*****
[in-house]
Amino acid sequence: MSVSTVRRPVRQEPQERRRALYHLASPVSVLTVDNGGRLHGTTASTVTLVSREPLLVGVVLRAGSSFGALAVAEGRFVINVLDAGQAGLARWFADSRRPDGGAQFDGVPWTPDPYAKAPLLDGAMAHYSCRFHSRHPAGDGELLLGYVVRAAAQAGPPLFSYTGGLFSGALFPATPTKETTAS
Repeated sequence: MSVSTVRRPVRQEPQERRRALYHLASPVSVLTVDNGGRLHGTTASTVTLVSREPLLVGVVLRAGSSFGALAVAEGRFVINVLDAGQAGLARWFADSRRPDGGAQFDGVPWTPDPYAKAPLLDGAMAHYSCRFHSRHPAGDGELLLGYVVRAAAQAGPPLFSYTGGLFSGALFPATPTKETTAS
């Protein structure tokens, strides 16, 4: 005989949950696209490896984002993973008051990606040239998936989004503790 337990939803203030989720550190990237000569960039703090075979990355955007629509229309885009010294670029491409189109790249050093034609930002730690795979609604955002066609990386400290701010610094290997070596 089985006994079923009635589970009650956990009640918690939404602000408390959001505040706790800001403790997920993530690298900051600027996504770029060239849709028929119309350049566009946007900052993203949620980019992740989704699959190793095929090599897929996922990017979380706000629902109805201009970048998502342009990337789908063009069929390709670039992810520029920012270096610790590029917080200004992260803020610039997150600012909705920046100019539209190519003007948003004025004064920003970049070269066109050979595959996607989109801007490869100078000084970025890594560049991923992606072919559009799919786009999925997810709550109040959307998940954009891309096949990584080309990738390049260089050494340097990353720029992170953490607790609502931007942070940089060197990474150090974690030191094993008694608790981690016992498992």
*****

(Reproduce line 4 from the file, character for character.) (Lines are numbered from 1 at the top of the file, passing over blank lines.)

């Protein structure tokens, strides 16, 4: 005989949950696209490896984002993973008051990606040239998936989004503790 337990939803203030989720550190990237000569960039703090075979990355955007629509229309885009010294670029491409189109790249050093034609930002730690795979609604955002066609990386400290701010610094290997070596 089985006994079923009635589970009650956990009640918690939404602000408390959001505040706790800001403790997920993530690298900051600027996504770029060239849709028929119309350049566009946007900052993203949620980019992740989704699959190793095929090599897929996922990017979380706000629902109805201009970048998502342009990337789908063009069929390709670039992810520029920012270096610790590029917080200004992260803020610039997150600012909705920046100019539209190519003007948003004025004064920003970049070269066109050979595959996607989109801007490869100078000084970025890594560049991923992606072919559009799919786009999925997810709550109040959307998940954009891309096949990584080309990738390049260089050494340097990353720029992170953490607790609502931007942070940089060197990474150090974690030191094993008694608790981690016992498992």